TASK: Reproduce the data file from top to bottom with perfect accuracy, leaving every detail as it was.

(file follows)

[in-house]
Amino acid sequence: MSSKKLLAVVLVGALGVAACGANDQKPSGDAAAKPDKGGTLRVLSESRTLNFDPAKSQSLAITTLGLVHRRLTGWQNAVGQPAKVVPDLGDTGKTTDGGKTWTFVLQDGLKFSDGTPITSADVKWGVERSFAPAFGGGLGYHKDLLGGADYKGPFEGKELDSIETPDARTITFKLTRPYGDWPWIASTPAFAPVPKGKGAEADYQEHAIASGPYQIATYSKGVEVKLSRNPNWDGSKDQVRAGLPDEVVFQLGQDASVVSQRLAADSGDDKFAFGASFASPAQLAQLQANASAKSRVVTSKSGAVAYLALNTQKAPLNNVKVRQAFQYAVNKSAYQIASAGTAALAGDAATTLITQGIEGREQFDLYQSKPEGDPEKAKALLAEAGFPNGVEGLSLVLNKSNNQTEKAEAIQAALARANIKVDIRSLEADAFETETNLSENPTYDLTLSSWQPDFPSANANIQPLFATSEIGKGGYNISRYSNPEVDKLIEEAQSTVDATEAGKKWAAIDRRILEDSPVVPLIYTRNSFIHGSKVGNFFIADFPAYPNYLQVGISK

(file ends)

[in-house]
Amino acid sequence: MSSKKLLAVVLVGALGVAACGANDQKPSGDAAAKPDKGGTLRVLSESRTLNFDPAKSQSLAITTLGLVHRRLTGWQNAVGQPAKVVPDLGDTGKTTDGGKTWTFVLQDGLKFSDGTPITSADVKWGVERSFAPAFGGGLGYHKDLLGGADYKGPFEGKELDSIETPDARTITFKLTRPYGDWPWIASTPAFAPVPKGKGAEADYQEHAIASGPYQIATYSKGVEVKLSRNPNWDGSKDQVRAGLPDEVVFQLGQDASVVSQRLAADSGDDKFAFGASFASPAQLAQLQANASAKSRVVTSKSGAVAYLALNTQKAPLNNVKVRQAFQYAVNKSAYQIASAGTAALAGDAATTLITQGIEGREQFDLYQSKPEGDPEKAKALLAEAGFPNGVEGLSLVLNKSNNQTEKAEAIQAALARANIKVDIRSLEADAFETETNLSENPTYDLTLSSWQPDFPSANANIQPLFATSEIGKGGYNISRYSNPEVDKLIEEAQSTVDATEAGKKWAAIDRRILEDSPVVPLIYTRNSFIHGSKVGNFFIADFPAYPNYLQVGISK